Apr 23, 2012

What does California use for power when nuclear reactors are offline? | San Francisco Bay View

After the Fukushima Daiichi meltdowns, WEM proposed that CPUC launch a planning process for replacing nuclear power with the cleanest, most affordable resources available, should California’s reactors be offline for any reason. I say it’s high time for CPUC to explore clean, affordable replacement for nuclear power, especially since San Onofre’s two reactors have been out of service for two months, and majority owner Southern California Edison (SCE) is silent about when they’ll be restarted.

Even the usually blasé Nuclear Regulatory Commission has expressed concern about premature wear in San Onofre’s nearly-new steam generators, and on April 6, Commission Chairman Gregory Jaczko visited San Onofre to see for himself. According to CNN, he “refused to give a timetable as to when the San Onofre nuclear plant could resume operation. He said only that his agency had ‘set some firm conditions’ as to when that could happen.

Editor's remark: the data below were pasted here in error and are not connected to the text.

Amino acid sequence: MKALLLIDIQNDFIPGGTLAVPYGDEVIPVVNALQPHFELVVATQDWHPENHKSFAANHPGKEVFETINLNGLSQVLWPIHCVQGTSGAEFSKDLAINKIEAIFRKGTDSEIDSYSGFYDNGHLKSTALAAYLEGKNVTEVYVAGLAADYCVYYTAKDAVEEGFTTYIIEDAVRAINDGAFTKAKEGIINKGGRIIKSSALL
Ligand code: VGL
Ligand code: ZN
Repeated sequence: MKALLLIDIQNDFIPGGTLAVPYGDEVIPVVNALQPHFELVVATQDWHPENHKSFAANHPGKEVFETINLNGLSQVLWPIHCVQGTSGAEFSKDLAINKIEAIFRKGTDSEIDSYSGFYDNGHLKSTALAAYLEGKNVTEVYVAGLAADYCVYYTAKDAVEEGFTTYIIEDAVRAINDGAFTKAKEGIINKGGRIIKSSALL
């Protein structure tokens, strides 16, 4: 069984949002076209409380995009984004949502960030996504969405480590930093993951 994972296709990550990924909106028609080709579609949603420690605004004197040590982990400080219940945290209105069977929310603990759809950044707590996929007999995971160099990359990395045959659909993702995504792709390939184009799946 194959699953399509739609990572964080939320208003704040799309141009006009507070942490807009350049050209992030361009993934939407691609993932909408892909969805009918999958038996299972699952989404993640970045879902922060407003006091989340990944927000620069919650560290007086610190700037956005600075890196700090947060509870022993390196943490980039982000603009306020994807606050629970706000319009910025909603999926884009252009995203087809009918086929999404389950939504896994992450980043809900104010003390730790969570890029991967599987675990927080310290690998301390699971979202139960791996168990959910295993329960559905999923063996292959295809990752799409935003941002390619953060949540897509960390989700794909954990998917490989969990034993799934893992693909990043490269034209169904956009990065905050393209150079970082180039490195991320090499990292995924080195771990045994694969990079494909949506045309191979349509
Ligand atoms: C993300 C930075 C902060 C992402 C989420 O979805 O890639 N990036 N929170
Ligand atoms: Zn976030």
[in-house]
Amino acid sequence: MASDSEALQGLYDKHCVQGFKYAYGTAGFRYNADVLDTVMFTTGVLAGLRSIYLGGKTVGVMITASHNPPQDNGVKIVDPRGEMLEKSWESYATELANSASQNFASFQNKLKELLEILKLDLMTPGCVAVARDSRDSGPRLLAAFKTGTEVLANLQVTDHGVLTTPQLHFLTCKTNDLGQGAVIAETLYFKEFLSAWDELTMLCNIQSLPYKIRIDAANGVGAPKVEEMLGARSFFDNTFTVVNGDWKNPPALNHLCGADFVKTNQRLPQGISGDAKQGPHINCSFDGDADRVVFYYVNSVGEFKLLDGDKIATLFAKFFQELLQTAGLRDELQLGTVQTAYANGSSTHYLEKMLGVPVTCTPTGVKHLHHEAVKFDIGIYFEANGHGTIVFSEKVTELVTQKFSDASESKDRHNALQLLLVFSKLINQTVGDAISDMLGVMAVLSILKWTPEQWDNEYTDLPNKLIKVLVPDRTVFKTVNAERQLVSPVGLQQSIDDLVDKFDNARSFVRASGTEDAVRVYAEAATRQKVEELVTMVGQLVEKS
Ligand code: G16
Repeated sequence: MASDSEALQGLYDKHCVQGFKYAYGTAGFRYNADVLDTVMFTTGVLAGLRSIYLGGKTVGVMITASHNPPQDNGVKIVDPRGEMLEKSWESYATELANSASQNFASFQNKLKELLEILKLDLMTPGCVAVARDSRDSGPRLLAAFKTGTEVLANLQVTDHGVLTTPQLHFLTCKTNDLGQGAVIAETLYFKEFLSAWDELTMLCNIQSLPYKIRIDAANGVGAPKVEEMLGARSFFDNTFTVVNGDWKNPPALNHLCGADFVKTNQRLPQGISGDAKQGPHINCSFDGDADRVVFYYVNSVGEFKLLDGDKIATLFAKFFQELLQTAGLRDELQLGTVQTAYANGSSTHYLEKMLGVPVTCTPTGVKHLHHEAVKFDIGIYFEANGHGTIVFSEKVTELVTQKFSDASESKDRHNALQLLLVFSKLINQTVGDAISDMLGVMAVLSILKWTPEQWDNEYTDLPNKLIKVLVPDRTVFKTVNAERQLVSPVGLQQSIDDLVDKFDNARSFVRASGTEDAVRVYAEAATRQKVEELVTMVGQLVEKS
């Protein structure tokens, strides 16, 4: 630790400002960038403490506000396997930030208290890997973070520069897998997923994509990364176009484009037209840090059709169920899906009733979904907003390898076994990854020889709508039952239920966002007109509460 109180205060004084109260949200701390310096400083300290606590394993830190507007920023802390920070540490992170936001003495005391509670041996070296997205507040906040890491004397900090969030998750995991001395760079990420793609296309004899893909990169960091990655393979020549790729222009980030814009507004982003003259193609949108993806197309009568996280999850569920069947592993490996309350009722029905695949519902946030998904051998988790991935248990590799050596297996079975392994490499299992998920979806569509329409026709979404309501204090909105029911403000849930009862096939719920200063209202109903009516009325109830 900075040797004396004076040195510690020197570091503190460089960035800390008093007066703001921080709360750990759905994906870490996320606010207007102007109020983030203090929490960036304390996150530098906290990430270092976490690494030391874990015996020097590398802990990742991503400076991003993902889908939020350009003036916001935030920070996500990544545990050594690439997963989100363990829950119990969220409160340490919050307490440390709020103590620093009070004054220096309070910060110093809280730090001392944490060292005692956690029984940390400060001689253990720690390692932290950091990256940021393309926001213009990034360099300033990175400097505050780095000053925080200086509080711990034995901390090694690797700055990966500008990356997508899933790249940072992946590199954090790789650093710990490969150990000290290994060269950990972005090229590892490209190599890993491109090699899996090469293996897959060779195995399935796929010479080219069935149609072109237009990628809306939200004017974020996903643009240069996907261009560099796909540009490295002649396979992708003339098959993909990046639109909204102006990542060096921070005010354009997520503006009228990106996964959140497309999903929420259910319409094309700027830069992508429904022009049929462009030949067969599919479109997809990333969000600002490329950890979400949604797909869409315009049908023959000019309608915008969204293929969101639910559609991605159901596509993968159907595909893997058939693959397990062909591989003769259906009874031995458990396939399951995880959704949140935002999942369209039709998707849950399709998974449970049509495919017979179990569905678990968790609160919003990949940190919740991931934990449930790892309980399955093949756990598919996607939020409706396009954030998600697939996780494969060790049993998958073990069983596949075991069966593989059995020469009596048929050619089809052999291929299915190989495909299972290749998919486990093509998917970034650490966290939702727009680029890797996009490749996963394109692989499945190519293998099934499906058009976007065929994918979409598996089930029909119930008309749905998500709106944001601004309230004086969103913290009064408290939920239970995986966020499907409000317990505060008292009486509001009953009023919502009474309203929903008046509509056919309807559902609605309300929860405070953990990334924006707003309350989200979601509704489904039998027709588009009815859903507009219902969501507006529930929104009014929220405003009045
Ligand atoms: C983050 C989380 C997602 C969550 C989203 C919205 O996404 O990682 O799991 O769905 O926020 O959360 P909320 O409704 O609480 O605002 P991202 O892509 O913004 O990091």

“’We won’t make a decision (to approve the facility’s restart) unless we’re satisfied that public health and safety will be protected,’ Jaczko told reporters. ‘They have to demonstrate to us that they understand the causes, and … that they have a plan to address them.’”

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